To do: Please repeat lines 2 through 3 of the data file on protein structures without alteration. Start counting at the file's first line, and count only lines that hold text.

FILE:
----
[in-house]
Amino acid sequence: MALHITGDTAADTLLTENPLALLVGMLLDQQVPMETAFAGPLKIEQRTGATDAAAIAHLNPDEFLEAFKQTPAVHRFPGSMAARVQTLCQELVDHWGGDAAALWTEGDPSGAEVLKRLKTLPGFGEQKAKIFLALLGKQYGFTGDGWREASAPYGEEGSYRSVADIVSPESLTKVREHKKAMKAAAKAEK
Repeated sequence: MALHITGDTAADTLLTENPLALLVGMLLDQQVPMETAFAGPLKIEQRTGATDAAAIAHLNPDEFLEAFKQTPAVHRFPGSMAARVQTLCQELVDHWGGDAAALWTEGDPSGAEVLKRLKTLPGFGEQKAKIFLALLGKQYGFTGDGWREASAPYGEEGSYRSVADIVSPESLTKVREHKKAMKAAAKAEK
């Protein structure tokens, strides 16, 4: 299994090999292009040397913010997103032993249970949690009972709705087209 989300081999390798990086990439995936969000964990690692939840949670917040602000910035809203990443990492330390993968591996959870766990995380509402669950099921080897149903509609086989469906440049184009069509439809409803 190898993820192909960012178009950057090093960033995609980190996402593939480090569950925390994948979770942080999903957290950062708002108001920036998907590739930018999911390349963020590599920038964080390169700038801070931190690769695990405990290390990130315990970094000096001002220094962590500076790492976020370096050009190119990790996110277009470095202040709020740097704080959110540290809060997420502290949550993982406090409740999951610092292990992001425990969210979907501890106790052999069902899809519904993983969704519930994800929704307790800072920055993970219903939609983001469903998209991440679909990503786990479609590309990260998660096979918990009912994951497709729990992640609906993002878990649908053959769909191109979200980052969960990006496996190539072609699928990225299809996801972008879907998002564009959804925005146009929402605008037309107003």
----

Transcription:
Amino acid sequence: MALHITGDTAADTLLTENPLALLVGMLLDQQVPMETAFAGPLKIEQRTGATDAAAIAHLNPDEFLEAFKQTPAVHRFPGSMAARVQTLCQELVDHWGGDAAALWTEGDPSGAEVLKRLKTLPGFGEQKAKIFLALLGKQYGFTGDGWREASAPYGEEGSYRSVADIVSPESLTKVREHKKAMKAAAKAEK
Repeated sequence: MALHITGDTAADTLLTENPLALLVGMLLDQQVPMETAFAGPLKIEQRTGATDAAAIAHLNPDEFLEAFKQTPAVHRFPGSMAARVQTLCQELVDHWGGDAAALWTEGDPSGAEVLKRLKTLPGFGEQKAKIFLALLGKQYGFTGDGWREASAPYGEEGSYRSVADIVSPESLTKVREHKKAMKAAAKAEK